Dr. Masters co-founded wunderground in 1995. He flew with the NOAA Hurricane Hunters from 1986-1990. Co-blogging with him: Bob Henson, @bhensonweather
By: Dr. Jeff Masters , 5:34 AM GMT on June 05, 2007
An unusual event is happening over the next 48 hours, as the first tropical cyclone with hurricane-force winds, and major hurricane-force winds at that, is approaching the Gulf of Oman, to strike the eastern coast of Oman, curve northward, and make landfall on the coast of Iran. In the tropical cyclone best tracks and the modern era of weather satellites, there is no record of such an occurrence.
Today, Steve Gregory and I will be guest-hosting the blog, while Jeff is on vacation, to provide current information on Severe Cyclone Gonu. I'll provide some background on the areas that are currently forecast to be in the path of this dangerous cyclone, followed by Steve's Monday evening surge forecast and assessment based on the most recent JTWC track and intensity forecast, which currently calls for sustained winds of 115 kt when first passing near the coastline of Oman.
Updates during the day will be posted on my blog, The View From the Surface.
As I write this it is late in the evening in the central US, but the day has already begun in the Middle East. Distant cirrus from Gonu have already started to cloud the Gulf of Oman, and over the course of the day there, conditions will deteriorate along the eastern coast of Oman as the tropical cyclone approaches. Overnight, the core of Gonu will approach the tip of Oman, with the eye passing offshore just before dawn, and the bulk of the surge occuring along the eastern coast some time shortly before that. By midday the next day the worst of the storm will have passed the southernmost portion of the coast, and the core of the storm will be directly east of Muscat, the capital of Oman, home to over half a million people. Right now the forecast has the storm passing just offshore, but if the track shifts further east, the most damaging winds of the cyclone will remain over water. This will lessen the damage to Oman, but will likely result in a higher intensity when making landfall in Iran.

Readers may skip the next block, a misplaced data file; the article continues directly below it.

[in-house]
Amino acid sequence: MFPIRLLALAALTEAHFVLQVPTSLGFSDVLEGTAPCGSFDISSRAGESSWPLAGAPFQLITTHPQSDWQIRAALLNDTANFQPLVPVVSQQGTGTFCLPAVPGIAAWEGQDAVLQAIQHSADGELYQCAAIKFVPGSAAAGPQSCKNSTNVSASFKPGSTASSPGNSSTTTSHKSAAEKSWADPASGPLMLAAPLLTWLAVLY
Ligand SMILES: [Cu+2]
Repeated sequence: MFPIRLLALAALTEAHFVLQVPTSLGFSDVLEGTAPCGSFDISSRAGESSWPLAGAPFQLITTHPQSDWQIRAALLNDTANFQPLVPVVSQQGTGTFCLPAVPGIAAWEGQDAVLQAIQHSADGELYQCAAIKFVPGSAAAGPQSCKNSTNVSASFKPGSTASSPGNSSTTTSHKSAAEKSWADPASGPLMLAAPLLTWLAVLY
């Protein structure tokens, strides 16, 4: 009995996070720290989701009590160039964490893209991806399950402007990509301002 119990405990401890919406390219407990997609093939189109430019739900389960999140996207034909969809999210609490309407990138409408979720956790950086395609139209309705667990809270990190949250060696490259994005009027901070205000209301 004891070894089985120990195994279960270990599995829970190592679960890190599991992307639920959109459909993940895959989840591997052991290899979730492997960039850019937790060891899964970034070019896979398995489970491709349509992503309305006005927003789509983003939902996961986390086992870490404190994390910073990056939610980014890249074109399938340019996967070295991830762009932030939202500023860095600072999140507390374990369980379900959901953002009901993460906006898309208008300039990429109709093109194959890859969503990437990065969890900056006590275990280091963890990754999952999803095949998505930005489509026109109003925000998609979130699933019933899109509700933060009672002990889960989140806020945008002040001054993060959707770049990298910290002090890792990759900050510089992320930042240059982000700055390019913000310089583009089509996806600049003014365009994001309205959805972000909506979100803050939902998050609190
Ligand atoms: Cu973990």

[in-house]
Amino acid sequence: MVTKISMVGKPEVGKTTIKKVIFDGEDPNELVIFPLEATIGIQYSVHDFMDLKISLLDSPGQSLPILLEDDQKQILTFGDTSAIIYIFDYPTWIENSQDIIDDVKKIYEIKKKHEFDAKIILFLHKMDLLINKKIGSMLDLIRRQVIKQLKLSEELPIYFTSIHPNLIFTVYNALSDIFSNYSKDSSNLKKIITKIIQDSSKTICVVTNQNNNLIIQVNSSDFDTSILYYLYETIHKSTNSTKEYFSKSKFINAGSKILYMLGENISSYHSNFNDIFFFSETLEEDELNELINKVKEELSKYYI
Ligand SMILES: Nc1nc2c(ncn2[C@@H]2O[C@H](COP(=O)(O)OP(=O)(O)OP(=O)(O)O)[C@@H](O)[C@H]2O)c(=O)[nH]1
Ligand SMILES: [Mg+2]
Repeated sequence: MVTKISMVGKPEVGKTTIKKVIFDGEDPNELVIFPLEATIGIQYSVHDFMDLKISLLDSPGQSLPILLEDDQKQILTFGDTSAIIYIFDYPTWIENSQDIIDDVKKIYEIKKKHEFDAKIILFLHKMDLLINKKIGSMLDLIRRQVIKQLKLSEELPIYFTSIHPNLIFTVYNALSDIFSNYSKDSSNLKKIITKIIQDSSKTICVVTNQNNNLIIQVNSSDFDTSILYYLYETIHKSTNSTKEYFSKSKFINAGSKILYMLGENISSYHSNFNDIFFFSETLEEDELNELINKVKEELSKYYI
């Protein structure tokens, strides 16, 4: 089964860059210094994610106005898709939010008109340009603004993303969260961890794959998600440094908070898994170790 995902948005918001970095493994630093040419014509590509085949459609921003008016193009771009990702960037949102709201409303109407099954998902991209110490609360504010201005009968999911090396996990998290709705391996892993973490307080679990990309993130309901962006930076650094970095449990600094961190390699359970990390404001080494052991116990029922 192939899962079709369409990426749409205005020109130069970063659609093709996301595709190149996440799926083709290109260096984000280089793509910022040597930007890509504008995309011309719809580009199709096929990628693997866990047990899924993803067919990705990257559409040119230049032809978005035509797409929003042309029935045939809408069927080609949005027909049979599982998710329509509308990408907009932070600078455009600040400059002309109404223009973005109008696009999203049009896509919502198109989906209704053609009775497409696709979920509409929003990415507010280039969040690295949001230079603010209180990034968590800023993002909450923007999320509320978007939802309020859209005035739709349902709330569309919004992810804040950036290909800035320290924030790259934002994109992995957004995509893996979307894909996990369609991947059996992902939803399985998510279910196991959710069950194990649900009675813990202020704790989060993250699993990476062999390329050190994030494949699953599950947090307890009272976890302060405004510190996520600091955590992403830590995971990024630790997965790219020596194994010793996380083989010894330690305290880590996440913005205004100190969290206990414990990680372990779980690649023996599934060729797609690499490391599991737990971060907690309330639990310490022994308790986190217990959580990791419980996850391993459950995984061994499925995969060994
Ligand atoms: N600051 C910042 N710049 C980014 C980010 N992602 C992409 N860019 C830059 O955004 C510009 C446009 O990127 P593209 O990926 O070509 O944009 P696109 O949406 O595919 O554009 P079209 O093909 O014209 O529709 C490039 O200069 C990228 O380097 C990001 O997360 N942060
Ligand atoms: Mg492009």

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Those who live along the Gulf of Mexico are well aware of what it means for a major hurricane to make landfall. Even if they've never experienced it themselves, they have relatives or members of their community who have experienced it. And in many places they can see the damage that remains.
Imagine that you live directly on the Gulf, but in a place where it hardly ever rains, and where a hurricane has never hit, for at least a generation -- for more than sixty years. Your community and many like yours are situated not only directly on the water, but near or in large dry riverbeds on the coastal plain, which is a narrow strip of sandy shoreline that is the dropoff for the three-thousand-foot mountain range behind it. Even many of the roads up into the mountains are in these dry riverbeds, which course through deep canyons as they rise into the heights. You don't have any idea what it might mean to experience winds of over 100 miles per hour, whipping up sand, and torrential rain against these mountains that can turn the riverbeds into conduits for dangerous flash floods. And you don't have any idea what storm surge is, and can't conceive of wind-driven high waves that could break against the shoreline and leave nothing behind.
This is the eastern coast of Oman, where communities line the shoreline which is shortly going to be experiencing a major hurricane. We can only hope that the danger is understood and that all of these communities have evacuated to higher ground and a safer location.